China has appointed a special Africa envoy whose first task will be to focus on the conflict in Sudan's Darfur region. The appointment was announced after U.S. lawmakers warned China of a backlash if it does not do more to pressure Sudan. Claudia Blume reports from Hong Kong.
China's new special envoy on African affairs is Liu Guijin, a former ambassador to Zimbabwe and South Africa.
Foreign Ministry spokeswoman Jiang Yu told reporters in Beijing that Liu will initially work on the conflict in Darfur.
Jiang said since the Darfur issue raises a lot of concerns in the international community, the first task of the special representative will be to focus on that issue.
The appointment came a day after more than 100 U.S. lawmakers sent a strongly worded letter to China's President Hu Jintao, asking him to take immediate action to help stop bloodshed in Darfur.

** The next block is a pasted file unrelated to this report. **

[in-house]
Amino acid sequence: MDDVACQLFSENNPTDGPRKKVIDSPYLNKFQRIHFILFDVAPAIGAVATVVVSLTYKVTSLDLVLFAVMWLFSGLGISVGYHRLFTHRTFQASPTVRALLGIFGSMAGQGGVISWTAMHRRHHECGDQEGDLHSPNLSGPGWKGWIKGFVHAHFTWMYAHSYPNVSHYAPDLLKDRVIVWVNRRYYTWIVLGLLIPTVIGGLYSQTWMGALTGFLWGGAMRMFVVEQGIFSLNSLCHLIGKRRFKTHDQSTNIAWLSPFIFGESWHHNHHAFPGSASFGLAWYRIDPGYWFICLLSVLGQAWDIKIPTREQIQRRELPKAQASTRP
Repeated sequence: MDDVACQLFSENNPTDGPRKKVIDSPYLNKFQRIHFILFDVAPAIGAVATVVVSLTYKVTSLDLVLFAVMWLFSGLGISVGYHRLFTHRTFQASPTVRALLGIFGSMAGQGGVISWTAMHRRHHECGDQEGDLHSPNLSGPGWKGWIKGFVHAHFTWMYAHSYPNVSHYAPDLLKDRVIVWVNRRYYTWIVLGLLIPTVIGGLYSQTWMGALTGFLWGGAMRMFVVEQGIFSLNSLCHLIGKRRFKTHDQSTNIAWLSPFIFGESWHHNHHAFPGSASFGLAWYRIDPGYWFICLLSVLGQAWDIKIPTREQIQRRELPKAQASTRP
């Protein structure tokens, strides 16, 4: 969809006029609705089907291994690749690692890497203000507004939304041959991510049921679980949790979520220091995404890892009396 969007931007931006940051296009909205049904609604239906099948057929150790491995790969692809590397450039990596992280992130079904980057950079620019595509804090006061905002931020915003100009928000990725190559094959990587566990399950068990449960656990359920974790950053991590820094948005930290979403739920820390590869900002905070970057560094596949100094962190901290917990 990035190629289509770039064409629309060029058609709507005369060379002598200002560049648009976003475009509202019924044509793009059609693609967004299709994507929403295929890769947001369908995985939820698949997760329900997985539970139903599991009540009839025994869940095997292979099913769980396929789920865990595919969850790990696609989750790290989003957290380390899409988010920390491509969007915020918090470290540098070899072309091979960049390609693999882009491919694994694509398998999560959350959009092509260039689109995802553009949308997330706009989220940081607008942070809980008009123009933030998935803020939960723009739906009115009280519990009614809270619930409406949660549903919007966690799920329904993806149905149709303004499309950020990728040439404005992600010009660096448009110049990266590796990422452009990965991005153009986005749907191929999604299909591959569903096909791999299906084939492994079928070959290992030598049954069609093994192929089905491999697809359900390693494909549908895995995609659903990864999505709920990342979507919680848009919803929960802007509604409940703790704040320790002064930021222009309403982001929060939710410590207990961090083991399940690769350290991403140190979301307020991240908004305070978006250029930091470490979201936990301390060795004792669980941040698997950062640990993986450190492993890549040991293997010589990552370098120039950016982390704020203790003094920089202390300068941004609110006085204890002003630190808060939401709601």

They warned that the 2008 Beijing Olympics could be tainted because people will link China's government with Sudan and atrocities committed in Darfur.
The United Nations says more than 200,000 people have died in Darfur since government-backed militia and rebels started fighting there in 2003.
China, a veto-wielding member of the U.N. Security Council, buys much of Sudan's oil and is one of the largest investors in the country. Beijing has been criticized for not using its influence to force Sudan's government to end the violence in Darfur.
Foreign Ministry spokeswoman Jiang did not respond directly when asked to comment about the U.S. lawmakers' letter.
Jiang says that China and the United States have the same goal on the Darfur issue and that both want to solve the issue by political means.
Earlier this week, Beijing announced it will send engineers to support international peacekeepers in Sudan's Darfur region.